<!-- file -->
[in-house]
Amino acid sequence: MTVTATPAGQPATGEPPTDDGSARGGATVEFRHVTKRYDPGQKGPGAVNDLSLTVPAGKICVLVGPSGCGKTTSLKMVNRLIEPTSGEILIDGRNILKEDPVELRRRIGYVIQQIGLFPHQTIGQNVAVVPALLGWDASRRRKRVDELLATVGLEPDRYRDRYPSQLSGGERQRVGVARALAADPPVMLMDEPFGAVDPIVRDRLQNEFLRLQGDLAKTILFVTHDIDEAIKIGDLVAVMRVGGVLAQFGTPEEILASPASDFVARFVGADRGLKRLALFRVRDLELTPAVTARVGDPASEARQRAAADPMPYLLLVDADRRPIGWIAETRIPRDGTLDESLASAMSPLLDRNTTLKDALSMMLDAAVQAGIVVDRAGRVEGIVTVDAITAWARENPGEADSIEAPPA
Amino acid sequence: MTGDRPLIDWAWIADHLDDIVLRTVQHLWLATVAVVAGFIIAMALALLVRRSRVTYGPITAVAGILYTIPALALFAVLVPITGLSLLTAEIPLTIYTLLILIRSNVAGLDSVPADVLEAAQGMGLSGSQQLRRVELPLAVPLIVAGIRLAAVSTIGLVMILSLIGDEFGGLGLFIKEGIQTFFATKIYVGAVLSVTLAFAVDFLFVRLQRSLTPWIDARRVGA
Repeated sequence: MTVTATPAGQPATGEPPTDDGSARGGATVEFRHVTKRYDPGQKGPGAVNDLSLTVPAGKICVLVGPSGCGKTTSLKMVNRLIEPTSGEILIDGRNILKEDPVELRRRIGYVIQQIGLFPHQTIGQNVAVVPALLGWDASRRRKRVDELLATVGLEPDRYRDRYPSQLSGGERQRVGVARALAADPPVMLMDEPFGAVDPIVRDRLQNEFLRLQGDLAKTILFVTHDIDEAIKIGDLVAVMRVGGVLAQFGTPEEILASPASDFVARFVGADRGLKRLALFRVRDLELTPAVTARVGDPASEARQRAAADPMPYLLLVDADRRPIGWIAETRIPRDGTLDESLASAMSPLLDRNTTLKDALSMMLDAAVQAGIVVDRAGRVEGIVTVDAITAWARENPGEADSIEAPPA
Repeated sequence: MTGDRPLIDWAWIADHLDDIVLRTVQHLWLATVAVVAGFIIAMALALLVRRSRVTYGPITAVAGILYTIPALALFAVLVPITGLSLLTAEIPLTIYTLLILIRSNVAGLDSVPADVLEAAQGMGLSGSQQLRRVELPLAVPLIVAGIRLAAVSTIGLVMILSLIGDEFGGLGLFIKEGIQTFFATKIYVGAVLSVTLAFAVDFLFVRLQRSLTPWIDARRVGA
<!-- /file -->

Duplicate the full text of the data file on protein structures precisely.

[in-house]
Amino acid sequence: MTVTATPAGQPATGEPPTDDGSARGGATVEFRHVTKRYDPGQKGPGAVNDLSLTVPAGKICVLVGPSGCGKTTSLKMVNRLIEPTSGEILIDGRNILKEDPVELRRRIGYVIQQIGLFPHQTIGQNVAVVPALLGWDASRRRKRVDELLATVGLEPDRYRDRYPSQLSGGERQRVGVARALAADPPVMLMDEPFGAVDPIVRDRLQNEFLRLQGDLAKTILFVTHDIDEAIKIGDLVAVMRVGGVLAQFGTPEEILASPASDFVARFVGADRGLKRLALFRVRDLELTPAVTARVGDPASEARQRAAADPMPYLLLVDADRRPIGWIAETRIPRDGTLDESLASAMSPLLDRNTTLKDALSMMLDAAVQAGIVVDRAGRVEGIVTVDAITAWARENPGEADSIEAPPA
Amino acid sequence: MTGDRPLIDWAWIADHLDDIVLRTVQHLWLATVAVVAGFIIAMALALLVRRSRVTYGPITAVAGILYTIPALALFAVLVPITGLSLLTAEIPLTIYTLLILIRSNVAGLDSVPADVLEAAQGMGLSGSQQLRRVELPLAVPLIVAGIRLAAVSTIGLVMILSLIGDEFGGLGLFIKEGIQTFFATKIYVGAVLSVTLAFAVDFLFVRLQRSLTPWIDARRVGA
Repeated sequence: MTVTATPAGQPATGEPPTDDGSARGGATVEFRHVTKRYDPGQKGPGAVNDLSLTVPAGKICVLVGPSGCGKTTSLKMVNRLIEPTSGEILIDGRNILKEDPVELRRRIGYVIQQIGLFPHQTIGQNVAVVPALLGWDASRRRKRVDELLATVGLEPDRYRDRYPSQLSGGERQRVGVARALAADPPVMLMDEPFGAVDPIVRDRLQNEFLRLQGDLAKTILFVTHDIDEAIKIGDLVAVMRVGGVLAQFGTPEEILASPASDFVARFVGADRGLKRLALFRVRDLELTPAVTARVGDPASEARQRAAADPMPYLLLVDADRRPIGWIAETRIPRDGTLDESLASAMSPLLDRNTTLKDALSMMLDAAVQAGIVVDRAGRVEGIVTVDAITAWARENPGEADSIEAPPA
Repeated sequence: MTGDRPLIDWAWIADHLDDIVLRTVQHLWLATVAVVAGFIIAMALALLVRRSRVTYGPITAVAGILYTIPALALFAVLVPITGLSLLTAEIPLTIYTLLILIRSNVAGLDSVPADVLEAAQGMGLSGSQQLRRVELPLAVPLIVAGIRLAAVSTIGLVMILSLIGDEFGGLGLFIKEGIQTFFATKIYVGAVLSVTLAFAVDFLFVRLQRSLTPWIDARRVGA